The Unexpected Rise of 21st-Century Utopian Communities

There are surprisingly pragmatic reasons to live in an intentional community

Intentional Communities
A growing number of people are beginning to live in intentional communities for surprisingly pragmatic reasons.
Terraformer1/Creative Commons

When people talk about utopias, they’re generally talking about communities that existed in the past — the sort of spaces that haven’t been around for centuries and exist more as historical footnotes than anything else. The 1960s sparked another wave of communes, most — but not all — of which have ceased to exist or transformed into something very different from their founding principles.

In contemporary times, when discussion of people establishing communities around shared beliefs and values, it’s tended to come under heaps of criticism — witness the critiques made of conservative writer Rod Dreher in 2018, for instance. Dreher has written about drawing inspiration from monastic communities, but has also been criticized on repeat occasions for his handling of race in his books and essays.

A recent article by Mike Mariani at T Magazine, however, suggests that utopian communes might just be making the unlikeliest of comebacks. It begins with a visit to the East Wind Community, located in Missouri and established in 1974. Their website describes them as an “[i]ncome-sharing, egalitarian community in the rural Ozarks,” and Mariani’s descriptions of the space sound idyllic but not impractical. Consider:

Everyone has somewhere to be, yet no one is hurried. There are no smartphones in sight. The collective feels like a farm, a work exchange and a bustling household rolled into one, with much work to be done but many hands to be lent.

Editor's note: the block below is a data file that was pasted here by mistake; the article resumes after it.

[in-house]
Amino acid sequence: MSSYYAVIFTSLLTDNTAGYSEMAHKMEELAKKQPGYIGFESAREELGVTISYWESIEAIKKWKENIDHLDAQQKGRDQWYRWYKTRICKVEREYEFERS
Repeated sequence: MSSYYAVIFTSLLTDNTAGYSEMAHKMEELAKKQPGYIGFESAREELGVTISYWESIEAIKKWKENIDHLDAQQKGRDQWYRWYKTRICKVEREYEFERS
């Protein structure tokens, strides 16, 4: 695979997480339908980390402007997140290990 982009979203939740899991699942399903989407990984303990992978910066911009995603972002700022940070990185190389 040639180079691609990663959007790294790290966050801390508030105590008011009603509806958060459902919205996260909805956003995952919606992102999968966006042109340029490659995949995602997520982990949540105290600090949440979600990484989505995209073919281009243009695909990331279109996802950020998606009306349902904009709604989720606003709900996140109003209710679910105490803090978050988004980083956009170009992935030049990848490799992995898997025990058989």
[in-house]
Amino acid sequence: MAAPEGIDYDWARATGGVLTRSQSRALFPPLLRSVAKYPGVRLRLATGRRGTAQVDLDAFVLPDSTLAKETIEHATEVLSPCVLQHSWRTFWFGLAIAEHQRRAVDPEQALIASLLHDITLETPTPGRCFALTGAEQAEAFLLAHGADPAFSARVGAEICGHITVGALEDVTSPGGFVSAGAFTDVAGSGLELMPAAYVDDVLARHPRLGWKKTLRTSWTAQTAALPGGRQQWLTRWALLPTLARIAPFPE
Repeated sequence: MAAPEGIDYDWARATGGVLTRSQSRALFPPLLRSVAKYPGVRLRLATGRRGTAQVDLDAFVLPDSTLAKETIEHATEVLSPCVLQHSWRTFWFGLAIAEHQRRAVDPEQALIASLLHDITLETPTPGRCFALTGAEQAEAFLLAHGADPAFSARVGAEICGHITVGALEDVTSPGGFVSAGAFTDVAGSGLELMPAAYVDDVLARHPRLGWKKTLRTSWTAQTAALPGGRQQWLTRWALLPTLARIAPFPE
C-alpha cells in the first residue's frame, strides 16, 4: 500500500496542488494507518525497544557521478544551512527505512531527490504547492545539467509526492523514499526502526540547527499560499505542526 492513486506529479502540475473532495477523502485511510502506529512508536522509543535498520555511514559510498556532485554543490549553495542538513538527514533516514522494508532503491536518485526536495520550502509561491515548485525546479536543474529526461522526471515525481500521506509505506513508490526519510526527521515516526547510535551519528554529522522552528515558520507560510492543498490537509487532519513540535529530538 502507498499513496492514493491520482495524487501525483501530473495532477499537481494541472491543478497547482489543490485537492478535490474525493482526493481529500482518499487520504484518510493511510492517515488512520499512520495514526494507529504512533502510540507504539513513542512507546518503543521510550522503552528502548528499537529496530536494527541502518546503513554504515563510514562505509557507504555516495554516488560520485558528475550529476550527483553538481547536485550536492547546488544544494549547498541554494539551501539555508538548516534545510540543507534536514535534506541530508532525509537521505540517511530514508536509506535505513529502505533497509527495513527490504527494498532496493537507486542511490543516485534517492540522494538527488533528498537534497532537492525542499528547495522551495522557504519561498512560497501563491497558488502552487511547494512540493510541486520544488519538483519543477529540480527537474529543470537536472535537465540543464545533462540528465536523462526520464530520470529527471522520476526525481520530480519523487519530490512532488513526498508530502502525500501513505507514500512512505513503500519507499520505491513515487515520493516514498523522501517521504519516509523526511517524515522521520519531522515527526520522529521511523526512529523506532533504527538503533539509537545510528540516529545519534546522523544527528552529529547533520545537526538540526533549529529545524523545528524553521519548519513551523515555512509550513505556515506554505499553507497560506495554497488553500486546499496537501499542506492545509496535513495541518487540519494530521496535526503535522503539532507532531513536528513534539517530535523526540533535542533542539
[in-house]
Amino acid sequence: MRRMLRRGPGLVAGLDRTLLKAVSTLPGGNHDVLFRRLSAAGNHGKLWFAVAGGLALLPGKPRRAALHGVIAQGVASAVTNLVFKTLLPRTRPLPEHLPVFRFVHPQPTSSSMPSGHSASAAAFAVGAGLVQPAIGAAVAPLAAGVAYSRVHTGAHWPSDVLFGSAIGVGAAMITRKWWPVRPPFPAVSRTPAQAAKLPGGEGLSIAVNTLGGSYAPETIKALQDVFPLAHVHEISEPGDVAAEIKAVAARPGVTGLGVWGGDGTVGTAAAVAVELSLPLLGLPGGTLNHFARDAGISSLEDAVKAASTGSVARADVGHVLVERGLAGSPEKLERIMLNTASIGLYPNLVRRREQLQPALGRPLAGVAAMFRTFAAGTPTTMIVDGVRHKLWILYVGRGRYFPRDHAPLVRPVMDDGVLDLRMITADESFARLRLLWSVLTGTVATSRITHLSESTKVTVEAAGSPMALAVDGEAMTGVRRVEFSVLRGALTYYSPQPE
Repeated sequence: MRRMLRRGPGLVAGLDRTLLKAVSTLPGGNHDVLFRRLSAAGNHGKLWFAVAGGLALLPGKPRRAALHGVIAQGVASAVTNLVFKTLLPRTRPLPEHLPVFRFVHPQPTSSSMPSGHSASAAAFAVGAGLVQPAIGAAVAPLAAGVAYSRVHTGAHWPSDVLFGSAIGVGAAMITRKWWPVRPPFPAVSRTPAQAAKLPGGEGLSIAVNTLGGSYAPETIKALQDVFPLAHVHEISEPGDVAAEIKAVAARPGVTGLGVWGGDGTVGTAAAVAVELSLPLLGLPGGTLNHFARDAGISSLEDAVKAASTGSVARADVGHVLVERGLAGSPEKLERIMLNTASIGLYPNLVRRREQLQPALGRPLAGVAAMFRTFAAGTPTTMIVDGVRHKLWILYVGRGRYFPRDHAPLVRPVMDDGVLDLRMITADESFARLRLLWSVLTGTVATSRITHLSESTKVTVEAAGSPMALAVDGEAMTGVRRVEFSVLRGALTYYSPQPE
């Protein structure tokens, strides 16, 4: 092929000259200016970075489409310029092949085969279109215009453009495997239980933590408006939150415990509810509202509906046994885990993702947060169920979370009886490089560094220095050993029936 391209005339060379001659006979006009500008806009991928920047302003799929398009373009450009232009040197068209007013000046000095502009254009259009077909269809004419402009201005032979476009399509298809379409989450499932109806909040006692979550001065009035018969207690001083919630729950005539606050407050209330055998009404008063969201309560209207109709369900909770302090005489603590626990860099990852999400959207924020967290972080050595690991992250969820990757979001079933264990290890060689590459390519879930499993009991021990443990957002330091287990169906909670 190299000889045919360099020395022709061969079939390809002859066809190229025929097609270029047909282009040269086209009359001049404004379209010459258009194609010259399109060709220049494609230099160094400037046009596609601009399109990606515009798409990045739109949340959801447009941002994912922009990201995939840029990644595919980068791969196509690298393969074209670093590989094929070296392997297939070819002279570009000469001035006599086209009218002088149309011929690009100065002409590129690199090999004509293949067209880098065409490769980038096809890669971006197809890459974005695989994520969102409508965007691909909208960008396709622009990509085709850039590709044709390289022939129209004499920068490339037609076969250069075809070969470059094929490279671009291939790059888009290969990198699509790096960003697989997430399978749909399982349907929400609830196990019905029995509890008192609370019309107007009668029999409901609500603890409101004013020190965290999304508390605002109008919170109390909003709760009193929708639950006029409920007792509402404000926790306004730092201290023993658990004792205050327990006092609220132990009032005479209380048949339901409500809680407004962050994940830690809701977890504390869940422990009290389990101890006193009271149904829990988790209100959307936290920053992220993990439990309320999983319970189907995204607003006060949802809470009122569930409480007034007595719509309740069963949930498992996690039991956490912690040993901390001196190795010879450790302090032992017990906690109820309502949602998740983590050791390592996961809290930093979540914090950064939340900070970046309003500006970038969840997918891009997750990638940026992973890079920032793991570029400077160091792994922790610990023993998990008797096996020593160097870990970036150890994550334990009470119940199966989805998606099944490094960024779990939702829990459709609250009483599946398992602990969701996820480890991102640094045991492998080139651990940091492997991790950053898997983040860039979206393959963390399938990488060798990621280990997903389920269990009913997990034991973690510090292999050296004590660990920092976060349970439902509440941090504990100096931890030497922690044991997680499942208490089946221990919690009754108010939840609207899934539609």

As it turns out, there’s an informational organization for spaces like East Wind — the Foundation for Intentional Community. According to T Magazine, the Foundation’s latest directory encompassed 1,200 communities, housing around 100,000 people.

Mariani also discusses another, similar, community — Cedar Moon, in Oregon — which offers another appealing reasons as to why communal living has caught on again.

“Cedar Moon isn’t off the power grid, but its residents have a dramatically smaller carbon footprint than the average American because they share resources, grow much of their own produce, use composting toilets and heat their homes with wood-burning stoves,” Mariani writes. It’s not hard to see the appeal of a space like this.

Also appealing? The research that shows that residents of communities like these tend to be among the happiest people on the planet. Does that mean that this is a way of life for everyone? Probably not — but for a type of community that seems deeply idealistic, the number of pragmatic reasons around life there shouldn’t be discounted.

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